The Lifetime Value report lets you understand how valuable different users are to your business based on lifetime performance across multiple sessions. For example, you can see lifetime value for users you acquired through email or paid search. With that information in hand, you can determine a profitable allocation of marketing resources to the acquisition of those users.
You can also compare the lifetime values of users acquired through different methods. For example, you can compare users acquired through organic search and users acquired through social, or compare social to email, to see which method brings the higher-value users.In this article:
See Lifetime Value data
To open the Lifetime Value report:
- Sign in to Google Analytics.
- Navigate to your view.
- Select the Reporting tab.
- Select Audience > Lifetime Value from the Report navigation.
Lifetime Value data is available in all Analytics accounts. No changes to the tracking code are necessary.
There are two time elements in the Lifetime Value report.
Acquisition date range: Set this date range to identify the date range during which you acquired users. For example, you might want to examine data for users who were acquired while you were running a single-day campaign on Black Friday, or a week-long campaign from December 18 to December 24. This setting establishes the cohort that you’ll examine in the report.
X-axis in the graph: Lifetime value is currently a maximum of 90 days. The X-axis of the graph is divided into increments (Day, Week, Month) of that 90-day period, starting with the date of acquisition, which can be any time during the Acquisition Date Range. The graph illustrates how cumulative metric values change over the user lifetime.
How metrics are calculated
This report presents the data as the cumulative average value per user per the time increment you are using (day, week, month). For example, if you are evaluating Sessions per User on a daily basis, then the report shows you one value per day that represents the average number of sessions per user.
Lifetime value is calculated using the cumulative sum of the metric value divided by the total number of users acquired during the acquisition date range. For example, if you acquired 100 users during the acquisition date range, then Sessions Per User is calculated as follows:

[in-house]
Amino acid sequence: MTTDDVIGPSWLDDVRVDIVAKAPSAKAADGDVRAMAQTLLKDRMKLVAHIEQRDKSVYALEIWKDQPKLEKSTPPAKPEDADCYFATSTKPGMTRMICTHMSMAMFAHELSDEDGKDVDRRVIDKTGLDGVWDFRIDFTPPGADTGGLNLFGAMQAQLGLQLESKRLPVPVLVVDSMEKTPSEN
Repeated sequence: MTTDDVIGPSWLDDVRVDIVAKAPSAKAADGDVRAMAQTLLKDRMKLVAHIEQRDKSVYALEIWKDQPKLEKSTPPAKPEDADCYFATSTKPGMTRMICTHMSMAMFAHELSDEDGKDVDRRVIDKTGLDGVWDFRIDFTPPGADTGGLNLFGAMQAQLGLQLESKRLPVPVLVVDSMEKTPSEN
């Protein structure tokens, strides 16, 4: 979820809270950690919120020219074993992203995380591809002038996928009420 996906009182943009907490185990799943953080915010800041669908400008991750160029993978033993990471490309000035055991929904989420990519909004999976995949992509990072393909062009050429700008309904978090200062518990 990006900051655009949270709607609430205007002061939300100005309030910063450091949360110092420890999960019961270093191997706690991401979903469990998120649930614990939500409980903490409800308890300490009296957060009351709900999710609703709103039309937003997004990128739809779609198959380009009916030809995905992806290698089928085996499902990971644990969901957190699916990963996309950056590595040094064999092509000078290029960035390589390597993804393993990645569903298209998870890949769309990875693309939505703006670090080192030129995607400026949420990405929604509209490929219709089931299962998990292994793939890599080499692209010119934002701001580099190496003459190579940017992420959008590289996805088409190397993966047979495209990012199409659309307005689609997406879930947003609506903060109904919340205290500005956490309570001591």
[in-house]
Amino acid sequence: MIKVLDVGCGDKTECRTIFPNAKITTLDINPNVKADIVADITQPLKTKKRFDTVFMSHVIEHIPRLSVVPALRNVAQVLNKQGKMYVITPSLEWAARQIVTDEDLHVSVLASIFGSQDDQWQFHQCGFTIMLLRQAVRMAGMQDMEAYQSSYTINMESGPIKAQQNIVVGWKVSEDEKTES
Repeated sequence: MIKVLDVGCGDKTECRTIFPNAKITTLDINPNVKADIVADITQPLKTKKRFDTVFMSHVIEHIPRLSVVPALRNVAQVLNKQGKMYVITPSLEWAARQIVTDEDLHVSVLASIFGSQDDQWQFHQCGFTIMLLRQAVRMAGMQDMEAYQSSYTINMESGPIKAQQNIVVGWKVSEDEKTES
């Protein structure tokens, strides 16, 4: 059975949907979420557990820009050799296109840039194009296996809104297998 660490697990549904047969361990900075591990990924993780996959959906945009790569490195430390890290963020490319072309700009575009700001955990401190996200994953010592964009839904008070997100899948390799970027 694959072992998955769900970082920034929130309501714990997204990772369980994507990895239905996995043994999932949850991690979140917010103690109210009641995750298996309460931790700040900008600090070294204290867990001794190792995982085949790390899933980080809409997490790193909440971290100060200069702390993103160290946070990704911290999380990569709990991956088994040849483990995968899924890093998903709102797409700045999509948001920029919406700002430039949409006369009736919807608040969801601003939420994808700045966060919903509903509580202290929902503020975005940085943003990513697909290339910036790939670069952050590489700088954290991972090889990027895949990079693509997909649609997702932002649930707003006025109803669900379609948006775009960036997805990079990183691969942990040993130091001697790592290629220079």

|Header||Day 0||Day 1||Day 2|
|Cumulative sessions per day||100||200||300|
|Sessions Per User||100 sessions /100 users =
1 session per user
|200 sessions /100 users =
2 sessions per user
|300 sessions /100 users =
3 sessions per user
You can examine conversions (transactions, goal completions), revenue, and behavior (sessions, session duration, app views).
Use the Metric menus to select which metrics you want to compare in the report.
The following metrics are available in the report:
- Appviews Per User (LTV)
- Goal Completions Per User (LTV)
- Revenue Per User (LTV)
- Session Duration Per User (LTV)
- Sessions Per User (LTV)
- Transactions Per User (LTV)
Understanding metrics in the graphs and tables
The graph illustrates the lifetime value per user for the metrics over a period of 90 days, in increments of days, weeks, or months. For example, if you’re working with the App Views per User (LTV) metric, during Week 1, the average number of views might be 16; during Week 3, it might be 22; and by Week 10, it might reach 35.
Metrics in the table are distributed by the dimension you choose (Acquisition Channel in the example below).
The table includes the number of Users you acquired during the Acquisition Date Range, along with two additional aspects of the metric you selected for the report, for example:
- Appviews per User (LTV): Average Appviews per user over lifetime
- Appviews (LTV): Total Appviews for all users over lifetime
Use the Dimensions menu to select the context in which you want to examine your metric values.
For example, if you’re looking at Sessions Per User (LTV), you might want to know which channel delivered the highest number of sessions per user.
(This report uses Analytics’ default channel definitions, and associates users with their channels of acquisition.)
If you’re looking at Revenue Per User (LTV), you might want to understand which medium is responsible for acquiring users with the highest average revenue.